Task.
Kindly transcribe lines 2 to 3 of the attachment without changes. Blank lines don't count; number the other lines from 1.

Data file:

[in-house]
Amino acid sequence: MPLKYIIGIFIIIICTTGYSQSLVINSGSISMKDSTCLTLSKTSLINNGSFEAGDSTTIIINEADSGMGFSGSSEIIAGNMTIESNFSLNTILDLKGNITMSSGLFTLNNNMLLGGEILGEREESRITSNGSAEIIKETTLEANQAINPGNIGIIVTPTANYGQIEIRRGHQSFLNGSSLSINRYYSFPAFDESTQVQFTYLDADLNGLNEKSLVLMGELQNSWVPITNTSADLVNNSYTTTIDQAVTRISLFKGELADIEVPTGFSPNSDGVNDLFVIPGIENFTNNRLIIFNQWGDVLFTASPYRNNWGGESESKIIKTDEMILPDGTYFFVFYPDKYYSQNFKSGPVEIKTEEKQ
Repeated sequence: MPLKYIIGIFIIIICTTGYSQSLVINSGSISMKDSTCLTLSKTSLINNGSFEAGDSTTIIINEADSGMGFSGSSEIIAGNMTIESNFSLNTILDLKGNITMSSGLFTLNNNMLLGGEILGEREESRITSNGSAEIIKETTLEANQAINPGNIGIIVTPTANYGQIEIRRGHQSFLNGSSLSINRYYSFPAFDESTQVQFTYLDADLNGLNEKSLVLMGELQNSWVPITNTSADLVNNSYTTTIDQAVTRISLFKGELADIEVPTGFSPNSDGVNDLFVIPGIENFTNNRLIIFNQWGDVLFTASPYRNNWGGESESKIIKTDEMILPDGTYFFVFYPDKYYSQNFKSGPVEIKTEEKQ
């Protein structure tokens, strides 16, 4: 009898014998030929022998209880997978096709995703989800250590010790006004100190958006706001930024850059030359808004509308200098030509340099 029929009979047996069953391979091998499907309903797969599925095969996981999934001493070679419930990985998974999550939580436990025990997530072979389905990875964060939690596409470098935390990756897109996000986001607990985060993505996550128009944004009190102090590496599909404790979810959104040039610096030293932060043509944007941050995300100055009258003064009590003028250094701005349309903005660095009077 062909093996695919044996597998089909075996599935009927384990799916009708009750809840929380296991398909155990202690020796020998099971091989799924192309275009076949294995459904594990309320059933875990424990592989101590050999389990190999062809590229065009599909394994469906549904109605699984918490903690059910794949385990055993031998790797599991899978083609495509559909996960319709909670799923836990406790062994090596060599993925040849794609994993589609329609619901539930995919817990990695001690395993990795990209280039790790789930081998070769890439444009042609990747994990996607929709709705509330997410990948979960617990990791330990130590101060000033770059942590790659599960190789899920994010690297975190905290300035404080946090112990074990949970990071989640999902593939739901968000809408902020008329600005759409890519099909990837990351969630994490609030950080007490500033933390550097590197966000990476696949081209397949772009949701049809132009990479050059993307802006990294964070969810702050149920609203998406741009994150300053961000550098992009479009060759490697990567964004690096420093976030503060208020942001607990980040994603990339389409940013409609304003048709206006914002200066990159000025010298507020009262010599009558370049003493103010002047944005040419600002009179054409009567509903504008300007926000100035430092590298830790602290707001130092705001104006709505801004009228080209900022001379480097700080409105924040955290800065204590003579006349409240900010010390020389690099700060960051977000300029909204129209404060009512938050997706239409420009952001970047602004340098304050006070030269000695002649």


Amino acid sequence: MPLKYIIGIFIIIICTTGYSQSLVINSGSISMKDSTCLTLSKTSLINNGSFEAGDSTTIIINEADSGMGFSGSSEIIAGNMTIESNFSLNTILDLKGNITMSSGLFTLNNNMLLGGEILGEREESRITSNGSAEIIKETTLEANQAINPGNIGIIVTPTANYGQIEIRRGHQSFLNGSSLSINRYYSFPAFDESTQVQFTYLDADLNGLNEKSLVLMGELQNSWVPITNTSADLVNNSYTTTIDQAVTRISLFKGELADIEVPTGFSPNSDGVNDLFVIPGIENFTNNRLIIFNQWGDVLFTASPYRNNWGGESESKIIKTDEMILPDGTYFFVFYPDKYYSQNFKSGPVEIKTEEKQ
Repeated sequence: MPLKYIIGIFIIIICTTGYSQSLVINSGSISMKDSTCLTLSKTSLINNGSFEAGDSTTIIINEADSGMGFSGSSEIIAGNMTIESNFSLNTILDLKGNITMSSGLFTLNNNMLLGGEILGEREESRITSNGSAEIIKETTLEANQAINPGNIGIIVTPTANYGQIEIRRGHQSFLNGSSLSINRYYSFPAFDESTQVQFTYLDADLNGLNEKSLVLMGELQNSWVPITNTSADLVNNSYTTTIDQAVTRISLFKGELADIEVPTGFSPNSDGVNDLFVIPGIENFTNNRLIIFNQWGDVLFTASPYRNNWGGESESKIIKTDEMILPDGTYFFVFYPDKYYSQNFKSGPVEIKTEEKQ